Directions & Accommodation

All for an unforgettable visit.

We have put together all the important information, like directions and hotels for you here. There is nothing else in the way of your visit to the BMW Motorrad Days now.

Route suggestions

There is no question that the BMW Motorrad Days always delivers a unique experience in the midst of picturesque mountain scenery. You can even enjoy the winding roads on your way to the event – we have put together a list of the best routes for you.

+ Read more

Access routes.

Northern route – our "home route" through the wonderfully beautiful Alpine foothills.

Starting from Munich and heading south towards the mountains. But not directly – there'll be a treat or two along the way, of course. And the first one is Lake Starnberg. It is beautifully situated where, on a clear day, the Alps tower majestically in the background. 

From Starnberg the route continues in the direction of the Andechs Monastery, which is now well known outside of Germany too, not least because of its superb beer. It was built from 1423 to 1427 and still houses Benedictine monks today. Lake Ammersee is situated a few kilometres farther. It is slightly smaller than Lake Starnberg but boasts the same impressive panorama of the Alps. After one last look across the lake we continue to Kochel via Weilheim. Here, in the picturesque surroundings between Lake Kochelsee and Lake Walchensee, is where one of the most famous motorcycle routes in the south of Germany starts: the Kesselberg.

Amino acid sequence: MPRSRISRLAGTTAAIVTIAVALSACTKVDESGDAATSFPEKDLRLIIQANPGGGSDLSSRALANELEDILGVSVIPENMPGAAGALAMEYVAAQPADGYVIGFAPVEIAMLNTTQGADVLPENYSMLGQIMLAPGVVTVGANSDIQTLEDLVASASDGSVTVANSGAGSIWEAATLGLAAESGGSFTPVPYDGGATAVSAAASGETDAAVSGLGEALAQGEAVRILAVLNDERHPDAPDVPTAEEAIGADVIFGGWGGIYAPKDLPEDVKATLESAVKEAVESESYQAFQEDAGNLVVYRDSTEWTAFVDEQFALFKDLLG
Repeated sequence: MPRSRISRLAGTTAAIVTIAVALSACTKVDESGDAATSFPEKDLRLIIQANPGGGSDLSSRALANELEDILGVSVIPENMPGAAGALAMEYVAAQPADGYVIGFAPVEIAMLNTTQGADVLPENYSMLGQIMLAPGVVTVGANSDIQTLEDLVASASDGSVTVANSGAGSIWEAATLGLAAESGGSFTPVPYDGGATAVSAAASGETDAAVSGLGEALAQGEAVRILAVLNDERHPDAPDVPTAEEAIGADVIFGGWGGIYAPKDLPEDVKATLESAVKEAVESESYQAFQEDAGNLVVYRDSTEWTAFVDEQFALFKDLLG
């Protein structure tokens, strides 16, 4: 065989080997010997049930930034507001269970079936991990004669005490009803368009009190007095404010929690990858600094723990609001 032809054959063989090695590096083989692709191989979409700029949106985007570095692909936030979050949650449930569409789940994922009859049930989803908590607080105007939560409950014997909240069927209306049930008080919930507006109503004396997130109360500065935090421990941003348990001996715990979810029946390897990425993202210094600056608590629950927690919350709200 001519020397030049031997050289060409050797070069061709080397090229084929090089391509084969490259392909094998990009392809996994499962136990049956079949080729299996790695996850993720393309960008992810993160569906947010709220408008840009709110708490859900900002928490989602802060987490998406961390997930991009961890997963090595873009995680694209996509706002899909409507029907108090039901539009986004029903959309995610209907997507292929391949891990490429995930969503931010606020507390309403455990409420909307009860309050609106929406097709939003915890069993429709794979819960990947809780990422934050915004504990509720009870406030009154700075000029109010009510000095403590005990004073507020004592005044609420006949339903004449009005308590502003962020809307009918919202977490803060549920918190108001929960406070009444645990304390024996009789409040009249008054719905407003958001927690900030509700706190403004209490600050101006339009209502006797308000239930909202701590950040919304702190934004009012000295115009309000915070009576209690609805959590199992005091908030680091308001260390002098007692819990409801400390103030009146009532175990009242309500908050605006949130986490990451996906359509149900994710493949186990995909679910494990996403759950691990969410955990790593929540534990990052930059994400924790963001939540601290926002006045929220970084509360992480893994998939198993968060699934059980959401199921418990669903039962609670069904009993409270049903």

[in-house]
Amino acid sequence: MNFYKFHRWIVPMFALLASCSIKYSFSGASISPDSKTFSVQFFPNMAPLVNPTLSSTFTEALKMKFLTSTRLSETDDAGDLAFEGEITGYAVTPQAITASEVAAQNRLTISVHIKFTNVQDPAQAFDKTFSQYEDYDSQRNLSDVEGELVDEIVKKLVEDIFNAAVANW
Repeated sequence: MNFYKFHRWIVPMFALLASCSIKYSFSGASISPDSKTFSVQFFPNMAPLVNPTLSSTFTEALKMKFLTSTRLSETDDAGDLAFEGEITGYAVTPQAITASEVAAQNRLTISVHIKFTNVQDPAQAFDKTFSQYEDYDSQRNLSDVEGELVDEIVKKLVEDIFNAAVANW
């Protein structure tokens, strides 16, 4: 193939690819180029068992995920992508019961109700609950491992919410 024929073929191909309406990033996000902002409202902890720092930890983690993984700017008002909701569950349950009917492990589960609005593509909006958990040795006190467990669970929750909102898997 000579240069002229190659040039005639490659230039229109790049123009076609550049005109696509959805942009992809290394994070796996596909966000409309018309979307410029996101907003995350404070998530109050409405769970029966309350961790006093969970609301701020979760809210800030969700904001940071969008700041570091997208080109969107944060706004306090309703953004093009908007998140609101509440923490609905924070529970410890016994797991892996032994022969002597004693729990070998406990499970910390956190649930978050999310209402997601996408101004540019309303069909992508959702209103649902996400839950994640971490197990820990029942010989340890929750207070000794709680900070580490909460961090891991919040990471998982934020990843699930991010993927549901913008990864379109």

Wide turns alternate with narrow hairpin bends, a climb of 240 m over 9 km – in short: a perfect track. No wonder then, that car and motorcycle races took place here at the beginning of the last century as well as in the 20s and 30s. Today, drivers take the route in a more relaxed way, enjoying the turns and, above all, the view which opens up on the left-hand side to show Lake Walchensee. Definitely worth a picture! Please be aware, however, that the Kesselberg route is closed to motorcycles on weekends and public holidays. A few more kilometres uphill, a right turn towards Garmish-Partenkirchen, the last straight (definitely don't miss the view of the Lake Kochelsee!) and we arrive in Garmish-Partenkirchen.

Southern route – our longest route: South Tyrolean flair and the High Alps.

From Bolzano it's off to Merano, past villages, cows, and fields. South Tyrol, the destination for connoisseurs who enjoy sensational bends as much as outstanding food and drink. We recommend ample breaks in order to enjoy the scenery, the people, and the culinary offerings.
Then it's up the mountain and into the curves! The Jaufen Pass awaits with its endless hairpin bends and climbs and the breathtaking landscape of the unique Alpine mountains coming again and again into view. If you have not done the Jaufen Pass yet, we absolutely recommend it. The Jaufen Pass is followed by yet another classic. It starts from Sterzing and continues up to the Brenner Pass, one of the most important Alpine transit routes of all.

Then the next destination is Innsbruck. First, we catch sight of the Bergisel ski jump. This ski jumping hill has an eventful history; it was used for the Winter Olympics in 1964 and 1976 and houses a restaurant with fascinating views. We pass Innsbruck to the left and approach our final destination: Garmisch-Partenkirchen. The first thing we see here is also a ski jumping hill, known from the highlight of the Four Hills Tournament: the New Year's Jump.